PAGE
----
This example illustrates the effect of the synthetic polymeric ice nucleation inhibitors of the present invention on the ice-nucleating activity of Pseudomonas syringae, one of the active ice-nucleating bacterial species normally present on plants.

A culture of Pseudomonas syringae was grown in a Koser citrate medium (5.7 g/L), using standard microbiological techniques. A solution of a copolymer of methyl methacrylate and N-vinyl pyrrolidone (mole ratio 1:3) at a concentration of about 5-10 mg/ml in a Koser citrate medium, was mixed with the Pseudomonas syringae culture, such that 1 ml of bacteria was diluted to 7 ml. A blank bacteria culture was diluted 1 ml to 7 ml with Koser citrate medium. The average nucleation temperature of this culture was -2 C., and the bacterial counts were 1012 bacteria per ml.

Freezing tests were carried out as described in Example 1 above. The results of the freezing tests indicated that the copolymer solution exhibited an average ice nucleation inhibition of approximately -1.5 C.

EXAMPLE 5

This example illustrates the bactericidal effect of synthetic polymer solutions in accordance with the present invention on Pseudomonas syringae.

To 10 ml of 50% water, ethanol solution were added 2.0 grams methyl methacrylate, 1.5 grams alpha-allyl galactose, and 20 mg ammonium peroxydisulfate. This solution was heated at 60 C. for 24 hours, and then cooled. A precipitate (polymethylmethacrylate) was removed by filtration. The resulting solution was evaporated. Residual alpha-allyl galactose was removed by rinsing with absolute methanol. The resulting polymer was shown by galactose analysis to be an approximately 1:1 polymer. This polymer was then dissolved in Koser citrate medium to a concentration of 2.25 mg/ml. This solution was used to treat a culture of Pseudomonas syringae in Koser citrate medium at about 109 cells/ml. The copolymer solution reduced the cell count to 3108 cells/ml in 12 hours. After 36 hours, the cell count was reduced to 0 in comparison with a control sample whose cell count was reduced to 2.9103.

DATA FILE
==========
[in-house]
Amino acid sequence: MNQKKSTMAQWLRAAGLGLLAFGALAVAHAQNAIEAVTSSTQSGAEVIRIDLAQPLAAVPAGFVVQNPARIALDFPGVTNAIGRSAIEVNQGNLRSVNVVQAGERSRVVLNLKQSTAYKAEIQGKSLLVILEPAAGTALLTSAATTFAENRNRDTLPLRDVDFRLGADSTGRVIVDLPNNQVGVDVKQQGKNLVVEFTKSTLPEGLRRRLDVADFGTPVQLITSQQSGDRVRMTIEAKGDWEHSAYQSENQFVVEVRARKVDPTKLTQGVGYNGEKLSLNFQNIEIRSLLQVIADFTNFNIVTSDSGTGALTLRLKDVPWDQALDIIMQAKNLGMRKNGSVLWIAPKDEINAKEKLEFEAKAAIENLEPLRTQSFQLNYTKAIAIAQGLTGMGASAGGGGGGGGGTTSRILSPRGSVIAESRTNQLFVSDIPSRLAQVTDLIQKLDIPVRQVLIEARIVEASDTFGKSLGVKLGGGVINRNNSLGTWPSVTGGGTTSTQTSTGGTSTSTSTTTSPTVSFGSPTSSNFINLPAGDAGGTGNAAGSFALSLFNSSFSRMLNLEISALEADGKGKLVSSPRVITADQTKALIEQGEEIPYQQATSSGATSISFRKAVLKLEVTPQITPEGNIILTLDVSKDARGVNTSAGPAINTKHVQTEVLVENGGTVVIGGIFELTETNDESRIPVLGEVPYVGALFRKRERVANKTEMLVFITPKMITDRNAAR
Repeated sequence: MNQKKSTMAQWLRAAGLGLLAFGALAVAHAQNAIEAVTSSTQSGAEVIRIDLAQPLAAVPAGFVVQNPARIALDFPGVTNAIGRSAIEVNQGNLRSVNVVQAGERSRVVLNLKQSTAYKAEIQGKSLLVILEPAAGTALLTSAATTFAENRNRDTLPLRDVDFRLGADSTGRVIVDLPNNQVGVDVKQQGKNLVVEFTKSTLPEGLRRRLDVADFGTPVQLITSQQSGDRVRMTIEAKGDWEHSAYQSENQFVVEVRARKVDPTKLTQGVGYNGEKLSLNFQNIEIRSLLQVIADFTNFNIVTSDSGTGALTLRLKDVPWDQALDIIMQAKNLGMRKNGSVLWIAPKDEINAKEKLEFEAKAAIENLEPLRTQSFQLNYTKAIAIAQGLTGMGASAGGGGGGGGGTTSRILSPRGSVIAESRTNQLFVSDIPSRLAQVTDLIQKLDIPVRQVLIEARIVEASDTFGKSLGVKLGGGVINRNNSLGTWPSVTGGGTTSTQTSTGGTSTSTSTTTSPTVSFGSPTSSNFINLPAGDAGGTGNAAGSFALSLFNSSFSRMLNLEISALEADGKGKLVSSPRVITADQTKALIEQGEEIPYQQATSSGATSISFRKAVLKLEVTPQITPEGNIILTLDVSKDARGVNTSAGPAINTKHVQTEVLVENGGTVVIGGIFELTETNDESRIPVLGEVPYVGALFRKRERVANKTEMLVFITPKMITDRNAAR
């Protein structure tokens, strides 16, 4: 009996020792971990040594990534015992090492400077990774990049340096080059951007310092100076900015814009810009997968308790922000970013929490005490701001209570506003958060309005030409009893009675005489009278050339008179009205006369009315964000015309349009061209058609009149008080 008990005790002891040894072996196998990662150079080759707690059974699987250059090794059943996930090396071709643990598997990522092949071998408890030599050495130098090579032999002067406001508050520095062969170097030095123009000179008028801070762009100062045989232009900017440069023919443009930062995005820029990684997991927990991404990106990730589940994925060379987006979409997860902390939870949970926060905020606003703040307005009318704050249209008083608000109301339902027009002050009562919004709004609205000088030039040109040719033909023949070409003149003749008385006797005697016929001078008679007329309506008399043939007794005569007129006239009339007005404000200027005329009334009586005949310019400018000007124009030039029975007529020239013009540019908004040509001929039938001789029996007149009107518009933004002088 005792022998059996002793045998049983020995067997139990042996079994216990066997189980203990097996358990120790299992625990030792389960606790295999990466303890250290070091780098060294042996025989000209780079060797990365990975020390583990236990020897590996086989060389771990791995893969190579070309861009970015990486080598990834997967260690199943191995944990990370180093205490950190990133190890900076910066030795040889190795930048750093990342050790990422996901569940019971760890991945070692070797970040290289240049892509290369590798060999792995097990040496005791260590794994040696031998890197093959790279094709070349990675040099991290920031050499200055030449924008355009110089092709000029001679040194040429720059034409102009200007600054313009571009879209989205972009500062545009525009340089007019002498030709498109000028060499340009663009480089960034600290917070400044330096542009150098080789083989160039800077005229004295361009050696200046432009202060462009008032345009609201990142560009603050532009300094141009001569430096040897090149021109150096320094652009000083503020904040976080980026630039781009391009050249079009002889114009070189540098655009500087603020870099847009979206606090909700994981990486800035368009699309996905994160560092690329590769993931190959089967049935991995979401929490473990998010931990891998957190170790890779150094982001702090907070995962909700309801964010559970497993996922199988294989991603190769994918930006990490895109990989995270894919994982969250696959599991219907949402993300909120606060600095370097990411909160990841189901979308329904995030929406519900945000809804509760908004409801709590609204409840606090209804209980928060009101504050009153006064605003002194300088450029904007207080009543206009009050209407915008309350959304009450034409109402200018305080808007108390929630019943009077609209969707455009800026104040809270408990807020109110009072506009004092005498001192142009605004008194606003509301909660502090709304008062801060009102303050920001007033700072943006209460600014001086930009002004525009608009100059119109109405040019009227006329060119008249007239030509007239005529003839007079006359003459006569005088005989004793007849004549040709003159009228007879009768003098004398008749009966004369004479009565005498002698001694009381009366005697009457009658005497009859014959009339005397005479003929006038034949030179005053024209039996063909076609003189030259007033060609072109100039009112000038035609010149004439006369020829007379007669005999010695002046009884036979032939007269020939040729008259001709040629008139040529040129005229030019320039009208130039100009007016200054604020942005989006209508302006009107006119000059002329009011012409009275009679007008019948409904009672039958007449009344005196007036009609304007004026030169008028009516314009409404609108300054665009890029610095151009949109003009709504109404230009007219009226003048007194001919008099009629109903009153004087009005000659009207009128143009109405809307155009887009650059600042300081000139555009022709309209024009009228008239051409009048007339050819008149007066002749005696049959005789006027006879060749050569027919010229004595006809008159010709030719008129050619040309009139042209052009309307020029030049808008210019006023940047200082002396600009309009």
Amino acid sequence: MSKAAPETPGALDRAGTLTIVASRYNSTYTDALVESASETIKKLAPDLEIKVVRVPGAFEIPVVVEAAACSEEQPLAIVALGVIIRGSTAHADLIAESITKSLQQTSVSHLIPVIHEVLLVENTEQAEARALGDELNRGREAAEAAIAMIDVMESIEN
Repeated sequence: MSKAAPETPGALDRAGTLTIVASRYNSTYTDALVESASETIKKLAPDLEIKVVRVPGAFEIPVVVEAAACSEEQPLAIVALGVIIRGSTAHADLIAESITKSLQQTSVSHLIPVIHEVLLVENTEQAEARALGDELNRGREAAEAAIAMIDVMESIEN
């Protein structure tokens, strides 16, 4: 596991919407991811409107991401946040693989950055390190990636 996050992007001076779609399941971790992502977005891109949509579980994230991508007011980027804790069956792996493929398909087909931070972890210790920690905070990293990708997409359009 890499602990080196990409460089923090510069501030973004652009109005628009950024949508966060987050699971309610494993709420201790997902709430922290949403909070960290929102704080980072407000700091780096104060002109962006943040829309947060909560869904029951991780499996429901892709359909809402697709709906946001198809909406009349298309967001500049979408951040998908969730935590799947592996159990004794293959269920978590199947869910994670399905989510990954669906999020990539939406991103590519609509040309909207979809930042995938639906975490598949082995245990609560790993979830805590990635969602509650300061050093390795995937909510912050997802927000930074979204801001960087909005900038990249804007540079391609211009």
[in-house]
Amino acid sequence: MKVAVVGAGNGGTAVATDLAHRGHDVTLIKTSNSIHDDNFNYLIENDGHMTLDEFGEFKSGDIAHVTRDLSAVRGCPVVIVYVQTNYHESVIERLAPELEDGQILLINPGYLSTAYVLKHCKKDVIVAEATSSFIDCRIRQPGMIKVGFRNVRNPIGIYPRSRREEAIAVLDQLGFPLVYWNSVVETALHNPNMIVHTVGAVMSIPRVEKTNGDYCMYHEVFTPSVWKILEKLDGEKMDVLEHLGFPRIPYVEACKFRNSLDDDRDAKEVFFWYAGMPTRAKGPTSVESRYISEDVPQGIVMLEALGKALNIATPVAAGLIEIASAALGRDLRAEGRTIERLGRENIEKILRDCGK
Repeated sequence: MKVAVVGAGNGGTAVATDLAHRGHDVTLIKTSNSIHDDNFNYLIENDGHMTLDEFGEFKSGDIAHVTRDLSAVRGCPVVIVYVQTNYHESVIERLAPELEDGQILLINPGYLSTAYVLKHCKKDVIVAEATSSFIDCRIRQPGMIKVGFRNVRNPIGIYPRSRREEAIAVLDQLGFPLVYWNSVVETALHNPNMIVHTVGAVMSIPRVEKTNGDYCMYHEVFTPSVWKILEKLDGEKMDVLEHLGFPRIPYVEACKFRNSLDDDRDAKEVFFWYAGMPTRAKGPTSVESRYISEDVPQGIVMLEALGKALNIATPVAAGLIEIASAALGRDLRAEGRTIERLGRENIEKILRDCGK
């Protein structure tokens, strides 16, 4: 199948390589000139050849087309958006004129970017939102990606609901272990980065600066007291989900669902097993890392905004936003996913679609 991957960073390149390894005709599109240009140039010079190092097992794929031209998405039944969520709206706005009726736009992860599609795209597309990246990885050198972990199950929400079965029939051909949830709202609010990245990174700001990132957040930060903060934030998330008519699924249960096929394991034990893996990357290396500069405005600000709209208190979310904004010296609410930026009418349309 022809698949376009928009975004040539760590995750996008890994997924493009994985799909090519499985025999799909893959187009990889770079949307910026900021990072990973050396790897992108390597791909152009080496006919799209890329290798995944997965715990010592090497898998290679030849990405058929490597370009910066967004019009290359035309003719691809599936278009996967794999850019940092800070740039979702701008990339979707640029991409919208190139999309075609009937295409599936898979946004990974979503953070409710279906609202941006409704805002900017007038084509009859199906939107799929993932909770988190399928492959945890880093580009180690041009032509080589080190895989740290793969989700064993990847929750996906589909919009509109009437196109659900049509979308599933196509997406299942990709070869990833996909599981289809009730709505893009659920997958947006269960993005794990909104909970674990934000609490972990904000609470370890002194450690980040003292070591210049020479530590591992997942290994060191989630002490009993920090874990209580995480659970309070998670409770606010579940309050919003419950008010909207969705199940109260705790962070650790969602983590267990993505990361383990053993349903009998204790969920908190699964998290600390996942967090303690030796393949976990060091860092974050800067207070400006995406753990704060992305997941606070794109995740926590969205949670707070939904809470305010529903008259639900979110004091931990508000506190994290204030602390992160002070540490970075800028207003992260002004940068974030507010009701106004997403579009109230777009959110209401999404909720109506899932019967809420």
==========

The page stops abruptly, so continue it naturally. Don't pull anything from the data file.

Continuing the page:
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Referenced by
Citing PatentFiling datePublication dateApplicantTitle
US5079868 *Jun 25, 1990Jan 14, 1992Union Oil Company Of CaliforniaPlant treatment with urea peroxide
US5925540 *Dec 23, 1991Jul 20, 1999Virginia Tech Intellectual Properties, Inc.Synthetic antifreeze peptide and synthetic gene coding for its production
US5932697 *Dec 23, 1991Aug 3, 1999Virginia Tech Intellectual Properties, Inc.Synthetic antifreeze peptide
US6235683 *Sep 30, 1999May 22, 2001Engelhard CorporationMethod for enhanced supercooling of plants to provide frost protection
US6391224Sep 21, 1999May 21, 200221St Century Medicine, Inc.Polyvinyl alcohol compounds for inhibition of ice growth
US6773877Oct 3, 1997Aug 10, 2004Organ Recovery Systems, Inc.Inhibiting the growth of ice crystals by applying a natural antifreeze protein to form hydrogen bond with ice; applying on aircraft wings, footwear, pathways, foods, plants, cables, windows, transplantable organs, tissue, or blood cells
US8371131 *May 8, 2002Feb 12, 2013Danish Technological Institute Industry, Materials TestingIce nucleating non-stick coating
US8413462Mar 7, 2011Apr 9, 2013Empire Technology Development LlcSystems, materials, and processes for isolating nanoparticles
US20040249222 *May 8, 2002Dec 9, 2004Thomas ZwiegIce nucleating non-stick coating
WO1999018169A1 *Oct 2, 1998Apr 15, 1999Life Science Holdings IncMethods of using ice-controlling molecules
WO2000016619A1 *Sep 21, 1999Mar 30, 200021St Century Medicine IncPolyvinyl alcohol compounds for inhibition of ice growth
WO2013050773A1 *Oct 5, 2012Apr 11, 2013University Of WarwickUse of synthetic janus particles for preventing or reducing crystal growth
Classifications
U.S. Classification47/2
International ClassificationA01G13/06, A01G7/00
Cooperative ClassificationA01G13/065, A01G7/00
European ClassificationA01G7/00, A01G13/06B
Legal Events
DateCodeEventDescription
Feb 9, 1993FPExpired due to failure to pay maintenance fee
Effective date: 19921129
Nov 29, 1992LAPSLapse for failure to pay maintenance fees
Jul 2, 1992REMIMaintenance fee reminder mailed
Jul 2, 1985CCCertificate of correction
Mar 29, 1982ASAssignment
Owner name: UNIVERSITY PATENTS, INC., 537 NEWTOWN AVE. NORWALK
Free format text: ASSIGNMENT OF ASSIGNORS INTEREST.;ASSIGNORS:CAPLE, GERALD;LAYTON, RICHARD G.;REEL/FRAME:003986/0721
Effective date: 19820325
Free format text: ASSIGNMENT OF ASSIGNORS INTEREST;ASSIGNORS:CAPLE, GERALD;LAYTON, RICHARD G.;REEL/FRAME:003986/0721
Owner name: UNIVERSITY PATENTS, INC., CONNECTICUT